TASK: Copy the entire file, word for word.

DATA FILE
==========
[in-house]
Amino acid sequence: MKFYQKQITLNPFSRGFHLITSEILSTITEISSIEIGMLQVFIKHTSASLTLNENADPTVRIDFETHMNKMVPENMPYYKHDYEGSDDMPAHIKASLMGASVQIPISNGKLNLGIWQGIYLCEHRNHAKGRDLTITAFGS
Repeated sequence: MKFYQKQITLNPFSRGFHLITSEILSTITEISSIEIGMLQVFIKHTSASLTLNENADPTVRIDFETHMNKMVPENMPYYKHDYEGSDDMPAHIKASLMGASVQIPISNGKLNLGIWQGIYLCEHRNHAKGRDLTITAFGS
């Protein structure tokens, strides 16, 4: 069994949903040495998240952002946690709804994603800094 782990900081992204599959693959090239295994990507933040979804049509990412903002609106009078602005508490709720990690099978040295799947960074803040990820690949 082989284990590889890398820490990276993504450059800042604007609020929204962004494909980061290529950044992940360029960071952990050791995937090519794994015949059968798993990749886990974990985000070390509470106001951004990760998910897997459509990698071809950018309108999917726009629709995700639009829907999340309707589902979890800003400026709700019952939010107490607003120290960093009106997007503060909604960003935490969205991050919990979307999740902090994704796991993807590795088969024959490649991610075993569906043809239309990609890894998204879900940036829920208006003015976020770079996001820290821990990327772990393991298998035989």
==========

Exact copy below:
[in-house]
Amino acid sequence: MKFYQKQITLNPFSRGFHLITSEILSTITEISSIEIGMLQVFIKHTSASLTLNENADPTVRIDFETHMNKMVPENMPYYKHDYEGSDDMPAHIKASLMGASVQIPISNGKLNLGIWQGIYLCEHRNHAKGRDLTITAFGS
Repeated sequence: MKFYQKQITLNPFSRGFHLITSEILSTITEISSIEIGMLQVFIKHTSASLTLNENADPTVRIDFETHMNKMVPENMPYYKHDYEGSDDMPAHIKASLMGASVQIPISNGKLNLGIWQGIYLCEHRNHAKGRDLTITAFGS
């Protein structure tokens, strides 16, 4: 069994949903040495998240952002946690709804994603800094 782990900081992204599959693959090239295994990507933040979804049509990412903002609106009078602005508490709720990690099978040295799947960074803040990820690949 082989284990590889890398820490990276993504450059800042604007609020929204962004494909980061290529950044992940360029960071952990050791995937090519794994015949059968798993990749886990974990985000070390509470106001951004990760998910897997459509990698071809950018309108999917726009629709995700639009829907999340309707589902979890800003400026709700019952939010107490607003120290960093009106997007503060909604960003935490969205991050919990979307999740902090994704796991993807590795088969024959490649991610075993569906043809239309990609890894998204879900940036829920208006003015976020770079996001820290821990990327772990393991298998035989």